• Quality of work

In theory, a company specialising in one aspect or activity. should have a very high quality of output. However, the reality is not always the same as the theory. Client companies tend to fear that any error, or low-quality output, will impact on their own reputation.

The usual approach is to create an internal quality control system along with regular staff training to ensure that the output meets the requirements of the client company.

  • Control
    Some companies may fear that they do not have control over the outsourced employees. Of course, the real concern is that internal staff may work weekends or holidays to meet deadlines, but the same level of commitment may not exist for overseas staff.
  • Additional costs

In some cases there may be additional costs involved, such as field trips that might add to the overall cost.

  • Flexibility
    Accounting work, like most sectors, is both seasonal to some extent and definitely cyclical, implying that the client company would need considerable flexibility.

Success factors in outsourcing

If SMEs wish to outsource one or more of their non-core activities, they need to bear the following points:

1. Significant cost savings

For a firm to really consider outsourcing any activity, it has to offer substantial cost savings in the region of 20% or more. Any cost savings below this level do not necessarily make it worthwhile for SMEs to outsource. SMEs need to weigh the cost savings with the need to deal with outsourced staff. Therefore, the cost savings need to be worthwhile for SMEs to make the change.

2. Flexibility/scalability

SMEs looking to outsource one or more of their non-core activities need to ensure they have the flexibility to upscale or downscale their commitment depending on their needs. This implies that the outsourcing company needs to have additional resources which can be called upon at short notice.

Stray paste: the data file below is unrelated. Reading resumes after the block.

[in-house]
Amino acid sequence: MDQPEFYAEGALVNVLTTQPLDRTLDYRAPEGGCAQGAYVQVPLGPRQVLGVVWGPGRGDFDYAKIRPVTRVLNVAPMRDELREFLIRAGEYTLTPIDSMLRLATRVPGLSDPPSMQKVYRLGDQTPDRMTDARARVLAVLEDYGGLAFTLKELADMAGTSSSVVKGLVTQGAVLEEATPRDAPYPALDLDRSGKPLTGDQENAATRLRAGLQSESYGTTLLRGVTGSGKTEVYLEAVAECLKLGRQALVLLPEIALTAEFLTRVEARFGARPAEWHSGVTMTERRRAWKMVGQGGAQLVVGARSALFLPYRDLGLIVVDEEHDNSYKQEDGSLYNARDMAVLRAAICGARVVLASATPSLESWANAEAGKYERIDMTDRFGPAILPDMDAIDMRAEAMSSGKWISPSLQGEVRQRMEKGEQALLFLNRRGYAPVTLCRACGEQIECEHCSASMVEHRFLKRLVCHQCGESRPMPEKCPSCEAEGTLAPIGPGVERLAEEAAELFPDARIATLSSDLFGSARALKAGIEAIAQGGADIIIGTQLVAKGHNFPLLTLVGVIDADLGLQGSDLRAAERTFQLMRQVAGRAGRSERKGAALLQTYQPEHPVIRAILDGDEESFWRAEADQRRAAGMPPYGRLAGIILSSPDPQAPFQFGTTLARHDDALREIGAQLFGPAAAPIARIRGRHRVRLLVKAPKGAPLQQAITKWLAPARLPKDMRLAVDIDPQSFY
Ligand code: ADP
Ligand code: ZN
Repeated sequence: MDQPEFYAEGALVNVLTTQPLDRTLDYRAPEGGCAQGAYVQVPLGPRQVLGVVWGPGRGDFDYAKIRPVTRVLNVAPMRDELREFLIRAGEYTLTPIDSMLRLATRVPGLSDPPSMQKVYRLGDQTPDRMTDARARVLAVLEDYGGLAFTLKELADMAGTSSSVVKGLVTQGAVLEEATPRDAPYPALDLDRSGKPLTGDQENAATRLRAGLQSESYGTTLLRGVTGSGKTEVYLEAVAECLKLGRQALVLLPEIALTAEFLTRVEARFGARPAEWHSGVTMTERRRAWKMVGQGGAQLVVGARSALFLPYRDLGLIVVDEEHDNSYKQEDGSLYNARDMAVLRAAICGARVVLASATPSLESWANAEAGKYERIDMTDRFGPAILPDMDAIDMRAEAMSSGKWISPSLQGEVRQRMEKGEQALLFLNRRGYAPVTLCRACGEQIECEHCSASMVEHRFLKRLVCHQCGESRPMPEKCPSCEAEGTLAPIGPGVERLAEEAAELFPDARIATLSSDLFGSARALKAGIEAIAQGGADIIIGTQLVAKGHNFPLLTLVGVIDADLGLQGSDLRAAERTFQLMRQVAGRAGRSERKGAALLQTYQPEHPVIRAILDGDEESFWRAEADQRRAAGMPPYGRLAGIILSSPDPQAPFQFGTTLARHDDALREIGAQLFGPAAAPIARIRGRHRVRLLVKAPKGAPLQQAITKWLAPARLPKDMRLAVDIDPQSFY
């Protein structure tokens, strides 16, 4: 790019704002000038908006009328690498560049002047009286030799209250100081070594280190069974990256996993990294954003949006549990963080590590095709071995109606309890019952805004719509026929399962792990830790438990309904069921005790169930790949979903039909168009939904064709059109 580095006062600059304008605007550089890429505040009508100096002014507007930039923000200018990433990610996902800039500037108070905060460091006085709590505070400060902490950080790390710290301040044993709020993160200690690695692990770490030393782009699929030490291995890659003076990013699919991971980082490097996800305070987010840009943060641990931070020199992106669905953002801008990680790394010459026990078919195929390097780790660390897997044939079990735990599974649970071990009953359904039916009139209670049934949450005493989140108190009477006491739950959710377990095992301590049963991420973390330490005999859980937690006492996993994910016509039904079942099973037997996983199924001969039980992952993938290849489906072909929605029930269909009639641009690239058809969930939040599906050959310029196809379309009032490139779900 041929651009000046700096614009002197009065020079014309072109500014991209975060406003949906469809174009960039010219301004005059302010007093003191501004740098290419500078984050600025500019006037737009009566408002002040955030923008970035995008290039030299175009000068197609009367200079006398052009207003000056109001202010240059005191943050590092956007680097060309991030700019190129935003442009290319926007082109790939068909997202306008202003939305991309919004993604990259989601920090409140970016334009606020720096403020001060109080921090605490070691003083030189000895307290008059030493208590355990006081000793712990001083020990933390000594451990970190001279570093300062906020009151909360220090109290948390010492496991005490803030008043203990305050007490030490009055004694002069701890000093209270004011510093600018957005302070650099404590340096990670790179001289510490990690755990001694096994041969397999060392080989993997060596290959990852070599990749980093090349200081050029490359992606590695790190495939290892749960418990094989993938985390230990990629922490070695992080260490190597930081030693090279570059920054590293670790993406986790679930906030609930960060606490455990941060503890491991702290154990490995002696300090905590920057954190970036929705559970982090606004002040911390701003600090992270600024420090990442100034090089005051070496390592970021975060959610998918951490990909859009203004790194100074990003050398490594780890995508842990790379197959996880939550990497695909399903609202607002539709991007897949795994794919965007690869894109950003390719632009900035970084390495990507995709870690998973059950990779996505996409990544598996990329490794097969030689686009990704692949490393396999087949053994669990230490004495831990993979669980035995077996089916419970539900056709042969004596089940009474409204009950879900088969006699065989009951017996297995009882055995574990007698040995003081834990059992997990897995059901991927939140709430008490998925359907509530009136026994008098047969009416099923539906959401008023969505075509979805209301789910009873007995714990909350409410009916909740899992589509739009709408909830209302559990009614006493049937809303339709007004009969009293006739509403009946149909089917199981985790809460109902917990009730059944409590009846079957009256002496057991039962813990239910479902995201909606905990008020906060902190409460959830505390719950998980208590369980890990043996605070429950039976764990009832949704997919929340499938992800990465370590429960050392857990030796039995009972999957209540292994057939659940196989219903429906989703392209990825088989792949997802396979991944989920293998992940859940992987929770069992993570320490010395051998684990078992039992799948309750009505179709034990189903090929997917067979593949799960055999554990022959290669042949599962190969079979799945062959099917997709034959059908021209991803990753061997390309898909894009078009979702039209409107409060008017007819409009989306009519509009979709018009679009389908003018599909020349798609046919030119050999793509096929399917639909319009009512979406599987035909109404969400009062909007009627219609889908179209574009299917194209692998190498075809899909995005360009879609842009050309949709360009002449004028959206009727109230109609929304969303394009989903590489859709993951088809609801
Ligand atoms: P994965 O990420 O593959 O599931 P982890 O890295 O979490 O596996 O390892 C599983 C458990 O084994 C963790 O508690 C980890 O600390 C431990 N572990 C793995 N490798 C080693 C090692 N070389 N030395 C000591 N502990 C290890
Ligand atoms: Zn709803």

3. Focus on core activities

A number of outsourcing companies have adopted the strategy of specialising in certain services rather than being multi-focused. In this respect, the SME can be assured of the level of experience and competence. The SME needs to ensure that the outsource company has the appropriate expertise with the experience.

4. Technology

The real success of any outsourcing company is its technology, as it needs to provide a seamless and quality service. More importantly, the SME may wish to have web-conferencing facilities, encrypted web enabled software, disaster recovery systems and so on. Although they are readily available, the real problem is that they get outdated at a fast pace and require regular investment.

Also, high-end technology requires qualified individuals who can maintain the system. The SME needs to carry out appropriate technology based on due diligence to ensure that the outsource company is able to deliver in this regard.

5. 24/7 operations

The key to a successful outsourcing is for the outsource company to provide 24-hours-a-day and seven days a week service.

6. Control

SMEs could still keep complete control on the data and their customer accounts. They can get the data uploaded to their own server, or get the data scanned and sent by secure e-file share systems.

Outsourcing the export department

SMEs seeking to export their products or services into foreign markets have a number of different ways of outsourcing their export departments which include the following: